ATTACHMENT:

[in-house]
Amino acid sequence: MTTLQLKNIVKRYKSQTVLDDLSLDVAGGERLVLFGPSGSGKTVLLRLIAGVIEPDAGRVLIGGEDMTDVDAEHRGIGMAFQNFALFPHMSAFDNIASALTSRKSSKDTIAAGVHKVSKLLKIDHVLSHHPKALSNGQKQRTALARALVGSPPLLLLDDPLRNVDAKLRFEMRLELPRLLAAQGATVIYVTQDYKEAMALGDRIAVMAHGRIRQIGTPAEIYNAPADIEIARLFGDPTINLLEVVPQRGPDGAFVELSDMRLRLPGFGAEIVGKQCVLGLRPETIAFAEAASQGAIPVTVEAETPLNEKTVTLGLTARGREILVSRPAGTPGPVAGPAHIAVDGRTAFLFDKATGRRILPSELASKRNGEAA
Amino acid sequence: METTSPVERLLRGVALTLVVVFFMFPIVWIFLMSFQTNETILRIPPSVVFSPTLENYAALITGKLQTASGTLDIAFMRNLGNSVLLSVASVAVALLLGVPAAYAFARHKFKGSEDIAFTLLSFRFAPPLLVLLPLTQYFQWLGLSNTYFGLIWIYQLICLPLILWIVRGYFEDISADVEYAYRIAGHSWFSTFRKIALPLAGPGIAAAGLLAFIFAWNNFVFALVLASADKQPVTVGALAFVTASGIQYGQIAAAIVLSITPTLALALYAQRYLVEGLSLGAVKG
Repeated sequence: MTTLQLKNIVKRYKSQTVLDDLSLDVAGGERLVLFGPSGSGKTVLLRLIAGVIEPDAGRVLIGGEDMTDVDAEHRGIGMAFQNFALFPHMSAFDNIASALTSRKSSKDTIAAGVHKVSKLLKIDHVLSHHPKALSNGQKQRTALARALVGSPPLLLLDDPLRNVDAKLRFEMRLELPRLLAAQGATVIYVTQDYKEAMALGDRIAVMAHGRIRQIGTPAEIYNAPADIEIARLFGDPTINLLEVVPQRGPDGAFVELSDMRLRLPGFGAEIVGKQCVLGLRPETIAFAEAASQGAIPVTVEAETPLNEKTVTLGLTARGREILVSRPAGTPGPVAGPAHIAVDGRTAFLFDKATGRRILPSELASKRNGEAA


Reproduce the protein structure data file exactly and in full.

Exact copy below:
[in-house]
Amino acid sequence: MTTLQLKNIVKRYKSQTVLDDLSLDVAGGERLVLFGPSGSGKTVLLRLIAGVIEPDAGRVLIGGEDMTDVDAEHRGIGMAFQNFALFPHMSAFDNIASALTSRKSSKDTIAAGVHKVSKLLKIDHVLSHHPKALSNGQKQRTALARALVGSPPLLLLDDPLRNVDAKLRFEMRLELPRLLAAQGATVIYVTQDYKEAMALGDRIAVMAHGRIRQIGTPAEIYNAPADIEIARLFGDPTINLLEVVPQRGPDGAFVELSDMRLRLPGFGAEIVGKQCVLGLRPETIAFAEAASQGAIPVTVEAETPLNEKTVTLGLTARGREILVSRPAGTPGPVAGPAHIAVDGRTAFLFDKATGRRILPSELASKRNGEAA
Amino acid sequence: METTSPVERLLRGVALTLVVVFFMFPIVWIFLMSFQTNETILRIPPSVVFSPTLENYAALITGKLQTASGTLDIAFMRNLGNSVLLSVASVAVALLLGVPAAYAFARHKFKGSEDIAFTLLSFRFAPPLLVLLPLTQYFQWLGLSNTYFGLIWIYQLICLPLILWIVRGYFEDISADVEYAYRIAGHSWFSTFRKIALPLAGPGIAAAGLLAFIFAWNNFVFALVLASADKQPVTVGALAFVTASGIQYGQIAAAIVLSITPTLALALYAQRYLVEGLSLGAVKG
Repeated sequence: MTTLQLKNIVKRYKSQTVLDDLSLDVAGGERLVLFGPSGSGKTVLLRLIAGVIEPDAGRVLIGGEDMTDVDAEHRGIGMAFQNFALFPHMSAFDNIASALTSRKSSKDTIAAGVHKVSKLLKIDHVLSHHPKALSNGQKQRTALARALVGSPPLLLLDDPLRNVDAKLRFEMRLELPRLLAAQGATVIYVTQDYKEAMALGDRIAVMAHGRIRQIGTPAEIYNAPADIEIARLFGDPTINLLEVVPQRGPDGAFVELSDMRLRLPGFGAEIVGKQCVLGLRPETIAFAEAASQGAIPVTVEAETPLNEKTVTLGLTARGREILVSRPAGTPGPVAGPAHIAVDGRTAFLFDKATGRRILPSELASKRNGEAA